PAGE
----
On your mark. . . 

Image of runners' feet lined up for 5k race

Yesterday’s blog post was all about gearing up for training. Now that you’ve got your gear in place, you need to decide on a training plan! We want to make sure that it includes SMART goals (Specific, Measurable, Attainable, Relevant, Time-Based)

Here’s the thing, if you’ve never run a day in your life, don’t expect to be able to run 3 miles the first time you put on those new shoes! Depending on your cardiovascular strength and capacity, it could take you up to 9 or 10 weeks of training to be able to run 3 miles without needing to catch your breath and walk. (If you find yourself needing to slow down on race day, that’s totally fine!)

Your first week of training will determine how the rest of your training proceeds. If you are completely new to running, aim for 3 one-mile sessions (a mixture of running and walking) followed by a fourth run that is a timed session. You will probably spend a couple of weeks here until you can comfortably run a mile without stopping, then increase your distance by ½ mile for about 2 weeks. In week 6-7, you should be working on 2 mile runs. And finally, the last weeks before the race you should build up to 3 miles.

There are several apps available that will cue you when to walk and when to run, but they aren’t necessary. You can simply use the fitness tracker on your phone. If you really want to finish your 5k strong, train for running 3.5 miles comfortably. When you hit that 3.1 mark you will still have some gas and feel great crossing that finish line!

SMART Goals

Yellow Post-It notes on a wall with caption "SMART Goals"

 

Here’s the thing, if you’ve never run a day in your life, don’t expect to be able to run 3 miles the first time you put on those new shoes! Depending on your cardiovascular strength and capacity, it could take you up to 9 or 10 weeks of training to be able to run 3 miles without needing to catch your breath and walk. (If you find yourself needing to slow down on race day, that’s totally fine!)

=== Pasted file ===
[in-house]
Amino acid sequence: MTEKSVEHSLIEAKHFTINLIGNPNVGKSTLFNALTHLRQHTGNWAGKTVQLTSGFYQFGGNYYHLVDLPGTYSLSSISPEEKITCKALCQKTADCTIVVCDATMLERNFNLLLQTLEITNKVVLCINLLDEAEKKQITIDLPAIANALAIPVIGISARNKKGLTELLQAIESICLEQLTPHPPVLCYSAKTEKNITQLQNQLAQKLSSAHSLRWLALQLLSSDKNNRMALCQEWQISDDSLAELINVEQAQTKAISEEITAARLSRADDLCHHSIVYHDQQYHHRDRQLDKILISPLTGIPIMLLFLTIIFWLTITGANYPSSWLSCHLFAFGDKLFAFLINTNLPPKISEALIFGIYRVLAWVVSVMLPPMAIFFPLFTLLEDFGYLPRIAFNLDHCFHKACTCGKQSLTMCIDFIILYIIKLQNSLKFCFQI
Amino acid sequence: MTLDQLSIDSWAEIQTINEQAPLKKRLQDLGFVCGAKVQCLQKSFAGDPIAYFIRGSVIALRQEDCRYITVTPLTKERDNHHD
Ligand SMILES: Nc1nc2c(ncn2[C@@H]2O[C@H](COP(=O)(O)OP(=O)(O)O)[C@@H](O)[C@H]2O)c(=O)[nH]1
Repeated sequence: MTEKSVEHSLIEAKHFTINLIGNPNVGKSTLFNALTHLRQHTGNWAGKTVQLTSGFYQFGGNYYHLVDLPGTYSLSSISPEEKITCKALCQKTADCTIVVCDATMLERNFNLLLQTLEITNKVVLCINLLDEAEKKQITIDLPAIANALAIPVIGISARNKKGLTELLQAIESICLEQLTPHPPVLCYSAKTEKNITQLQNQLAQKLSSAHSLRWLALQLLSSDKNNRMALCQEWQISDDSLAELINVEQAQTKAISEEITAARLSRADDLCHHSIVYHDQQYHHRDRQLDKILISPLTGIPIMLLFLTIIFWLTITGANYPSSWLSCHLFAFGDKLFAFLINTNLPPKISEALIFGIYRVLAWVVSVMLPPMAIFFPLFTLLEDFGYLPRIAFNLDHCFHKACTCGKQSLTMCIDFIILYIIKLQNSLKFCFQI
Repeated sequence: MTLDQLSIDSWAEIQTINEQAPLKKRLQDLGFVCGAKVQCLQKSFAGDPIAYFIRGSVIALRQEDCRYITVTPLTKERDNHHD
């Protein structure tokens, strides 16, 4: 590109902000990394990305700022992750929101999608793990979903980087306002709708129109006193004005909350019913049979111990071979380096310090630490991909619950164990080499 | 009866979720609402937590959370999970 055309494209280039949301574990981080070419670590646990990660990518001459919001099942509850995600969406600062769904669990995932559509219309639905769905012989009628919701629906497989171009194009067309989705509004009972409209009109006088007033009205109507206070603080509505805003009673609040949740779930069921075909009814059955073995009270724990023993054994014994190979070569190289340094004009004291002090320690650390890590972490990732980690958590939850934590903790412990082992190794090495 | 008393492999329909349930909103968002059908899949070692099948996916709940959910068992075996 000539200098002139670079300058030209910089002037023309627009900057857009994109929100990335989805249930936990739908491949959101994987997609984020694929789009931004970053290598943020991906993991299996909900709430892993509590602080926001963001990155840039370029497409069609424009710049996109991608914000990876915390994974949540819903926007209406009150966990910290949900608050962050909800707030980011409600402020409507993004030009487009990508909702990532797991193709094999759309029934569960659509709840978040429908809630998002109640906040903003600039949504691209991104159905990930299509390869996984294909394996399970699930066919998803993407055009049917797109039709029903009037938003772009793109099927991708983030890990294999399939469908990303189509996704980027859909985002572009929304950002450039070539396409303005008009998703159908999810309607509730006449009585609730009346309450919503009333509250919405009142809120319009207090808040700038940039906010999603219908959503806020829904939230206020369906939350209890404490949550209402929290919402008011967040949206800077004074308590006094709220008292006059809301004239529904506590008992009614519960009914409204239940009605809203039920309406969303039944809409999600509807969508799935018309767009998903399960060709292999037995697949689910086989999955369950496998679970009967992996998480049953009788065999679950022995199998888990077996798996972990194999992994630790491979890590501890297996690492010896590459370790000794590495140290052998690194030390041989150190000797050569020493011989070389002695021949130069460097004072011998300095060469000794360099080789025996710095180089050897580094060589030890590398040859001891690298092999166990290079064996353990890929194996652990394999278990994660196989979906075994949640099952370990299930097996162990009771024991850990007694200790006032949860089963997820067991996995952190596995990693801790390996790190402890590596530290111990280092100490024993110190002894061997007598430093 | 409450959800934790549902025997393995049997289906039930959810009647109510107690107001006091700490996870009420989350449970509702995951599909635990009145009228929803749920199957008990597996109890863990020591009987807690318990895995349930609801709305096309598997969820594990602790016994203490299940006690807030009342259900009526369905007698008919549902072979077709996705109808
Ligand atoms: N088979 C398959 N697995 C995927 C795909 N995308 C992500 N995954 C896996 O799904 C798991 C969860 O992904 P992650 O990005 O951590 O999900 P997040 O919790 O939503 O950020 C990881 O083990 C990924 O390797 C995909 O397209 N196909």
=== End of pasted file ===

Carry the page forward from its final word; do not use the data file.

Your first week of training will determine how the rest of your training proceeds. If you are completely new to running, aim for 3 one-mile sessions (a mixture of running and walking) followed by a fourth run that is a timed session. You will probably spend a couple of weeks here until you can comfortably run a mile without stopping, then increase your distance by ½ mile for about 2 weeks. In week 6-7, you should be working on 2 mile runs. And finally, the last weeks before the race you should build up to 3 miles.

There are several apps available that will cue you when to walk and when to run, but they aren’t necessary. You can simply use the fitness tracker on your phone. If you really want to finish your 5k strong, train for running 3.5 miles comfortably. When you hit that 3.1 mark you will still have some gas and feel great crossing that finish line!

Cross-training 

Image of female in push-up position with lake and mountains in background

Now that you have a strategy in place for building your stamina and increasing your distance, don’t forget to cross train!

A lot of times when we start a new activity (especially fitness!), we get laser focused and forget there is anything else. Doing too much, too soon or even working the same muscle groups the same way over and over can result in unnecessary soreness or even injury. And that is where cross-training comes in.

Some of the activities you can use for cross training are swimming, cycling, strength training and even yoga. If training 4-5 days a week seems insurmountable, you could even substitute a 30-minute run with a cross training session. Cross training will help prevent injury and muscle over-use, plus you will improve strength and endurance.

Eating for success